Belfast Telegraph

Monday 21 April 2014

Blagger's guide to golf: Don't get caught out-of-bounds

Smitten by Europe's epic comeback at Medinah on Sunday? Here's our brief blaggers' guide to the game for Johnny-Daly-come-lately golf fans

MEDINAH, IL - SEPTEMBER 30: Rory McIlroy of Europe waves to the gallery on the 17th green during the Singles Matches for The 39th Ryder Cup at Medinah Country Club on September 30, 2012 in Medinah, Illinois. (Photo by Andy Lyons/Getty Images)

Will the drama of Europe's win at Medinah spark a boom for golf?

If you're a new lover of the links, here's a starter guide to the differences between the Ryder Cup and the regular tours for those who don't know the difference between an albatross and an eagle:



Scoring: The Ryder Cup's matchplay (players compete hole-by-hole) offers non-stop drama. In Majors, players play for the lowest combined score. And then an American with a name that sounds like a celebrity hotel pseudonym wins.



Fashion: Europe's last-day, navy-and-white Seve Ballesteros tribute oozed class, but regular tour attire is famously dreadful – as exemplified by European hero Ian "Union Jack trousers" Poulter.



Dancing: Not all golf events are celebrated with a re-creation of José María Olazábal's 1987 Ryder Cup victory dance. We think.



Neil Patrick Harris: Not a golfer, but watching world number three Luke Donald is virtually impossible once you begin to confuse him with Doogie Howser, MD.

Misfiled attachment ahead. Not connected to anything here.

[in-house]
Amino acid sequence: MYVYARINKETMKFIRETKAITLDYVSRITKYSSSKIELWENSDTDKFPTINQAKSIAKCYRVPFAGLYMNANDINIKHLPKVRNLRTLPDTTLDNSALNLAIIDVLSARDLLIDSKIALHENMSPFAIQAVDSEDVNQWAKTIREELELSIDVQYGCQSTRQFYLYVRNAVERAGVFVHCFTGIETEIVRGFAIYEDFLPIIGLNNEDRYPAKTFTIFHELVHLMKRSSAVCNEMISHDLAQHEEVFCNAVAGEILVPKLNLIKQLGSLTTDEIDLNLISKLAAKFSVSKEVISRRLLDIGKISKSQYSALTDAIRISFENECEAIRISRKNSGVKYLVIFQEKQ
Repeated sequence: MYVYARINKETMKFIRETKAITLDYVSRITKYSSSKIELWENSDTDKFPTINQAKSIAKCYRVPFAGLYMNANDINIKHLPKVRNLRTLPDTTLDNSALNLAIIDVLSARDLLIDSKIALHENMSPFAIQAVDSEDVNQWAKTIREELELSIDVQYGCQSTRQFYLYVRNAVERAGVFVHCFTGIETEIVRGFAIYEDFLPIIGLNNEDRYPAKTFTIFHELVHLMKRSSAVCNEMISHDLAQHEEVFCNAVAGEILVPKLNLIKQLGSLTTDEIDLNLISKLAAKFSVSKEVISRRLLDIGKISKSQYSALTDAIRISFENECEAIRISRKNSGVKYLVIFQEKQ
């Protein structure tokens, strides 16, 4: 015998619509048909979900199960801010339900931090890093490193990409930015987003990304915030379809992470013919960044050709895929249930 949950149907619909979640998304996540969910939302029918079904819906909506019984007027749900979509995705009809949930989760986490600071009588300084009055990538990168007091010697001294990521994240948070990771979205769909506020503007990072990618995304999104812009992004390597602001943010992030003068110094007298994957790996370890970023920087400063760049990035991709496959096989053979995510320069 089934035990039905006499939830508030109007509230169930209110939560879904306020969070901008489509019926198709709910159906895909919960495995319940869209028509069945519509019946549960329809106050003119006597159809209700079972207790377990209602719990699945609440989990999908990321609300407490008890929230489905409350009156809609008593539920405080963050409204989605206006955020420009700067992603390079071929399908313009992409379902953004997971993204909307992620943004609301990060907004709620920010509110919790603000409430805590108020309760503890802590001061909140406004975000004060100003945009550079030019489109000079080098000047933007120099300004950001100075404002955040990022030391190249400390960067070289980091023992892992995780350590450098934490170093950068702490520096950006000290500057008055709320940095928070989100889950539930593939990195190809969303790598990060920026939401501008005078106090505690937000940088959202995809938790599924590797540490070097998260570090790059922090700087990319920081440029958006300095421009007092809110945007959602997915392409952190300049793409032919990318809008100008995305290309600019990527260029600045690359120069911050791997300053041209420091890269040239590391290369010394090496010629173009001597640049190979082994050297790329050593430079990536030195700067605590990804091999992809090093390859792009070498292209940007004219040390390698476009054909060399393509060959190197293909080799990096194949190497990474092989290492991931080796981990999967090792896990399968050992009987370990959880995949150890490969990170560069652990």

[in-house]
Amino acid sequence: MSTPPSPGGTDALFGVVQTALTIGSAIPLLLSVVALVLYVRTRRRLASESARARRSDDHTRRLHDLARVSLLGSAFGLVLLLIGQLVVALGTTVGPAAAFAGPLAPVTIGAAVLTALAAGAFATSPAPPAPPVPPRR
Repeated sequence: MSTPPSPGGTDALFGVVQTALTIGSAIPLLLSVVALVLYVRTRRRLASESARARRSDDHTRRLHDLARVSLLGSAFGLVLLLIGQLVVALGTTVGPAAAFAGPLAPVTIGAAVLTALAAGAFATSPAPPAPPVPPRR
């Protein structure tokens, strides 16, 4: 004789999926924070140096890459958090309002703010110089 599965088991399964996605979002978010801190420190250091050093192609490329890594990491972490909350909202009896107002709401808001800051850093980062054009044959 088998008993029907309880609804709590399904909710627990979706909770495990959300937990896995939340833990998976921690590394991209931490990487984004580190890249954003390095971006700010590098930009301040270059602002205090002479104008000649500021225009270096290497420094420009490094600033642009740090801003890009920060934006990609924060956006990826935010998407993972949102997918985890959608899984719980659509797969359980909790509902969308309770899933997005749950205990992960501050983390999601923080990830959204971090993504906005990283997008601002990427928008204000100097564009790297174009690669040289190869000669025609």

Sergio Garcia: On Sunday, the Spaniard nicked his match with a calm display of putting. In Majors, Garcia is more likely to lead going into the last day then shank his first tee shot into the nearest hotdog stand.



The EU: As has been noted at length, the London Telegraph-reading denizens of British golf clubhouses willing on the success of the EU is is a solely biennial affair.



Heckling: Abuse of players is rare in this gentleman's game. As a general rule for spectating, aim for shame-faced sycophancy.



Money lists: In the Ryder Cup, the players are unpaid. In the European and US tours, players are measured by the wholly corinthian method of a money list.



All-night drinking: With dozens of losers, stroke play tournaments rarely end with the winner being gleefully covered in champagne. With the probable exception of Last Tango in Paris-era Tiger Woods.

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